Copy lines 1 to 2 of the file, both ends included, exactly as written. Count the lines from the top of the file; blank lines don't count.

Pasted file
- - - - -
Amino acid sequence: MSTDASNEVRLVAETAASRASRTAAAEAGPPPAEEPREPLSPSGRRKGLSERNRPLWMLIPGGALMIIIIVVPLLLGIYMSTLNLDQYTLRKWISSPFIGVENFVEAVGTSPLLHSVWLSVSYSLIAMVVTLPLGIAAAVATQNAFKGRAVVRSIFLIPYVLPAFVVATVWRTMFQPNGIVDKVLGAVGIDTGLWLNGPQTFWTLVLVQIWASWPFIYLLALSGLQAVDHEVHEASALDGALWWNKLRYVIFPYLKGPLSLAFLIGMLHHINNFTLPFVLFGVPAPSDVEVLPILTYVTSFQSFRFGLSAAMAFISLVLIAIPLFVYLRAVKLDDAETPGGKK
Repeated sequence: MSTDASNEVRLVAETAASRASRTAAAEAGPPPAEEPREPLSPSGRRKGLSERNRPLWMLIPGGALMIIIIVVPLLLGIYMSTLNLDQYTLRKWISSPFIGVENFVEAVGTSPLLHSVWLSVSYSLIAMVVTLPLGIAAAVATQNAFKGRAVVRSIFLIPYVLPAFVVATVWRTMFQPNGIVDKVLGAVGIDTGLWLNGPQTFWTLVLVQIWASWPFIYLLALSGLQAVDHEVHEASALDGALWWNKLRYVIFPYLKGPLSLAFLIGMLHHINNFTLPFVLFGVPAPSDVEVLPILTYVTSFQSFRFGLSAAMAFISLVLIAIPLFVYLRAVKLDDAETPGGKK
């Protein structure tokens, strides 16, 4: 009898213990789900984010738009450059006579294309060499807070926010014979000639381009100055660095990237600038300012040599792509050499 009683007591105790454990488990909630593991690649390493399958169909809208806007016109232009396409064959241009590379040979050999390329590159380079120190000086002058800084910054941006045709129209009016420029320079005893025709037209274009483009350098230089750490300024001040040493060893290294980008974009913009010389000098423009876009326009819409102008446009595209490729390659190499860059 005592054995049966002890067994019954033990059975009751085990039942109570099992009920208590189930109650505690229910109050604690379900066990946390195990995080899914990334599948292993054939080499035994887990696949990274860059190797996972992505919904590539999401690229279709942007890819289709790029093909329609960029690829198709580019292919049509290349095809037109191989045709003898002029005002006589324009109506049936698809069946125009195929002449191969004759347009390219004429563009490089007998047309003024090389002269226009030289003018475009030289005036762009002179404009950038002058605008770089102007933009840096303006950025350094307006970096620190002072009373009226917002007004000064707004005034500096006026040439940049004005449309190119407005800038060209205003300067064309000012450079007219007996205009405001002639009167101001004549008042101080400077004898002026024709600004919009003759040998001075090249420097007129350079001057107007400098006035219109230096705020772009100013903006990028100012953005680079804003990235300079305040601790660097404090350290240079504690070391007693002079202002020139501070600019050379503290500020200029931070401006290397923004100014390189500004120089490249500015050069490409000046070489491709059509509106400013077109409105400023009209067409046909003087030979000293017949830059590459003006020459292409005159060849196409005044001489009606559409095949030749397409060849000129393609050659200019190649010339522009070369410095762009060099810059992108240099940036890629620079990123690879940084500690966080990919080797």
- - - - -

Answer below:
Amino acid sequence: MSTDASNEVRLVAETAASRASRTAAAEAGPPPAEEPREPLSPSGRRKGLSERNRPLWMLIPGGALMIIIIVVPLLLGIYMSTLNLDQYTLRKWISSPFIGVENFVEAVGTSPLLHSVWLSVSYSLIAMVVTLPLGIAAAVATQNAFKGRAVVRSIFLIPYVLPAFVVATVWRTMFQPNGIVDKVLGAVGIDTGLWLNGPQTFWTLVLVQIWASWPFIYLLALSGLQAVDHEVHEASALDGALWWNKLRYVIFPYLKGPLSLAFLIGMLHHINNFTLPFVLFGVPAPSDVEVLPILTYVTSFQSFRFGLSAAMAFISLVLIAIPLFVYLRAVKLDDAETPGGKK
Repeated sequence: MSTDASNEVRLVAETAASRASRTAAAEAGPPPAEEPREPLSPSGRRKGLSERNRPLWMLIPGGALMIIIIVVPLLLGIYMSTLNLDQYTLRKWISSPFIGVENFVEAVGTSPLLHSVWLSVSYSLIAMVVTLPLGIAAAVATQNAFKGRAVVRSIFLIPYVLPAFVVATVWRTMFQPNGIVDKVLGAVGIDTGLWLNGPQTFWTLVLVQIWASWPFIYLLALSGLQAVDHEVHEASALDGALWWNKLRYVIFPYLKGPLSLAFLIGMLHHINNFTLPFVLFGVPAPSDVEVLPILTYVTSFQSFRFGLSAAMAFISLVLIAIPLFVYLRAVKLDDAETPGGKK